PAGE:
The one I posted earlier (@1:15 above) presented the right facial expression, but her "wings" were shorter than I remember. Check out these Nuns for the fuller wingspan. Their expressions seem more demure, even pleasant, so are perhaps a fairer presentation of these pious ladies. It may be only my distorting memory that assigned the grimmer visage.

Abejo said...

Good after oon, folks. Thank you, Jeffrey Wechsler, for a fine puzzle. Thank you, Lemonade, for a fine review.

This puzzle took me a while. But it is a Friday.

Jaws was easy, once I had it. However, it took me a while to get it.

I just bounced around until I finally got the them. That helped with rest.

NABORS was easy. Tried ELUDED for the word under it. Fixed that to EVADED.

AT SEA was easy.

Tried LASSOS first. NOOSES appeared later.

MAJA again.

Lots of other trials and errors I made. It all worked. Finished it in Cleveland. Now on my way to Erie,

See you tomorrow.



Misty said...

I was so close to getting a Friday Jeffrey Wechsler--had everything but the top middle. It killed me that I could picture the actor who played Gomer Pyle, but just couldn't remember the name of Jim NABORS and had to look him up. But after that I got everything else, and loved the theme. So many thanks, Jeffrey. And thanks for the fascinating information about URUGUAY, Lemonade.

I also had nuns teach me in grade school and high school, but had a wonderful experience--finding them kind and supportive, and smart and sometimes funny. Almost made me think about entering the convent at a time when most Catholic women ended up caring for huge families of kids rather than having careers. Glad I didn't, but I still treasure the positive memories.

Have a great day, everybody!

Irish Miss said...

CED @ 12:56 - Thanks for brightening my day with your links, especially the one of that Bichon "Beau Brummell!" My Fluffy was a demure damsel who loved lobster scraps, pizza crusts and a nip of Scotch!

Tin, maybe you could persuade the "Rain Gods" to head north soon!

Having spent 12 years under the tutelage of nuns and priests (no lay teachers back then), I could write a book about the experience, more good than bad.

Spitzboov said...

Good afternoon everyone.

Big Easy @ 1258 - Nice picture of a lighthouse in a fog in your post.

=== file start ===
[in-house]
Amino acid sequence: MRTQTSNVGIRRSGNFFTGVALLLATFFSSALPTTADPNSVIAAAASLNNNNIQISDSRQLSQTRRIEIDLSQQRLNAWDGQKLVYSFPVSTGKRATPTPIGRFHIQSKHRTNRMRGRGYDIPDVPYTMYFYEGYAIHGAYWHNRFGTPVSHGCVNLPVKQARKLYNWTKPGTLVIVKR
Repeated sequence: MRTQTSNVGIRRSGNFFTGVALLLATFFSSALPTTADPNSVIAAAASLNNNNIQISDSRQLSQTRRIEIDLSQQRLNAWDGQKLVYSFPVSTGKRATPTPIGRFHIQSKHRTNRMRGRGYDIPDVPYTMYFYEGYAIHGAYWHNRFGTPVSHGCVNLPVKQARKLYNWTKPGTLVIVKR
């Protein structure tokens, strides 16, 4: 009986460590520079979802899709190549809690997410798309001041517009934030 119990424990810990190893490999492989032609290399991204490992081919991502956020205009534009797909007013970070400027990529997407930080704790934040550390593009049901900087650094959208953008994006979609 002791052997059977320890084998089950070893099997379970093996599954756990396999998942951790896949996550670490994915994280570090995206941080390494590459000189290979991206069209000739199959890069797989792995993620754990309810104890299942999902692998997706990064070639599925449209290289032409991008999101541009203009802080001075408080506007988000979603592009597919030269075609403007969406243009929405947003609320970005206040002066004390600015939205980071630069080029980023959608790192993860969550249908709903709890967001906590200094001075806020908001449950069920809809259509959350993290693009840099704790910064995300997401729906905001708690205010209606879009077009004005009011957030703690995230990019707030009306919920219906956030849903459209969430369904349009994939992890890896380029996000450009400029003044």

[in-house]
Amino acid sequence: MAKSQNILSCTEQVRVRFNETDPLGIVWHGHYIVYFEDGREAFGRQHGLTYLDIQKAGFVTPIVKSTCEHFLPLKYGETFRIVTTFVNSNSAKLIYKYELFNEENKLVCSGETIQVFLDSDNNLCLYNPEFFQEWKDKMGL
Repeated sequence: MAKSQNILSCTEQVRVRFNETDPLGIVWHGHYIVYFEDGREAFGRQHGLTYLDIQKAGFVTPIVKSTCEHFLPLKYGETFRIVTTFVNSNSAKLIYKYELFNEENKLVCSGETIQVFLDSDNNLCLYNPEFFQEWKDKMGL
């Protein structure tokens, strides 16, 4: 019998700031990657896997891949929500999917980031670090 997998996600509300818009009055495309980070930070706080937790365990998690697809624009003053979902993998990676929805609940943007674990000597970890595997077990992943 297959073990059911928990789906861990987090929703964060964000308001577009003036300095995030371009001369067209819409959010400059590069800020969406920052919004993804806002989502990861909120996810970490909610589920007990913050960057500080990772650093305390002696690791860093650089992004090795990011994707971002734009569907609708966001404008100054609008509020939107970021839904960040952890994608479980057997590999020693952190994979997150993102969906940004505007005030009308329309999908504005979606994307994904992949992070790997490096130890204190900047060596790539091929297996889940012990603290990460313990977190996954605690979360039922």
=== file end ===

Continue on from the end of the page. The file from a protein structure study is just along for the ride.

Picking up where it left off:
I had the opposite experience to Lemon's with 21a. I knew the Zagros were in Iran so - 4 letters- ergo, Iran was entered. Wanting AVAILS and NESSIE forced me to reconsider and change it to ASIA.
But I liked the theme, after I sussed it. BILLY BUDDHA was funny; SAHARAN WRAP was dead-on brilliant.
Wanted ENS for Commission recipient, but there were no hints at abbreviation in the clue. So eventually perps pointed to REP which I guess doesn't need an abbreviation prompt. C'est la guerre.
Loved the long downs WEB-FOOTED and BALD EAGLE. The latter convinced me to change 'apt' to PAT.

Argent said...

A big ol' DNF for me today. I insisted on Simi Valley instead of EDNA Valley, which was such a "huh?" that I had to look it up: American Viticultural Areas (Wikipedia link). I still think it's a stretch as a clue :)
Hands up for LASSOS, ELUDED, not liking PAT instead of APT, and for thinking REP should have been clued as an abbreviation.
Even so, thank you J.W. for the workout and Lemonade for helping me through it.

Tinbeni said...

Irish Miss
I could send you some dehydrated water through the mail.

Our rain cooled us off so it's only 78 degrees right now.

Dang, that's what it is ... a lighthouse in the fog. lol

Dudley said...

Hello Puzzlers -

No real speed bumps in today's Jeff Wex, except that I spent too long trying to figure out the center grid spanner - I only noticed the first (coincidental) H-A sequence, not the second, and it made no theme sense. Oops!

Ol' Man Keith said...

Dear Misty & Irish Miss,
I did not mean to disparage the Sisters, only to report a couple of my recollections of them. Keep in mind that I was the only Protestant kid, nominally Presbyterian, surrounded by Catholics. I appreciate now that the nuns did not attempt to indoctrinate me. Whenever my class had to have Catholic religious training, they scrupulously moved me to sit in a different classroom until it was over. But I did get some frightening peeks at colorful images of devils in my classmates' texts and could only imagine what they were learning about those creatures. Unfortunately, my segregation only added to my sense of isolation.

I learned a serious lesson then about predestination. My parents sent me to the Catholic school because it was so close, and they planned to keep me there until 3rd grade when they thought me big enough to walk the long mile to Sherman Grammar School. I don't think they knew that the worst punishment in the nuns' arsenal was the threat, "I'll send you to Public School!"
I knew all along that was where I was heading.

PK said...

Ha Ha, Y'all! The joke is on me I guess. I got the theme only after it was all laboriously filled. This is my least favorite of Jeff's puzzles of all time. But thanks for the little chuckles I finally got, Jeff.

Couldn't get started at the top. Especially maddening was not remembering Gomer's name. DUH! We always watched him on TV. Finally drifted down to the bottom, and like YR, got some traction to work back up. Took some red-letter runs in key places.

BANAL, ODD, TEETH pretty obscure definitions. But YEAH, I knew BAJA, URAL, MAJA.

"Image on cabbage" was particularly annoying until enough perps gave me a WAG.

RAja before RANI. I think of a sovereign as male in India. I know. They have female heads of state there.

Agt before REP.

My problem with SAHARAN WRAP was that I don't think of a WRAP as a sandwich. If it had been clued as "Sheik's Garb", I might have got it. 100 degrees here today after a week of high & hot. I call this weather front a SAHARAN WRAP. No wonder I'm so cranky. But I have this wonderful A/C so I haven't stuck my nose out all week. I did laundry at 2 a.m. so as not to run the drier during daytime peak electric usage. In the olden days I had a solar drier a/k/a clothes line.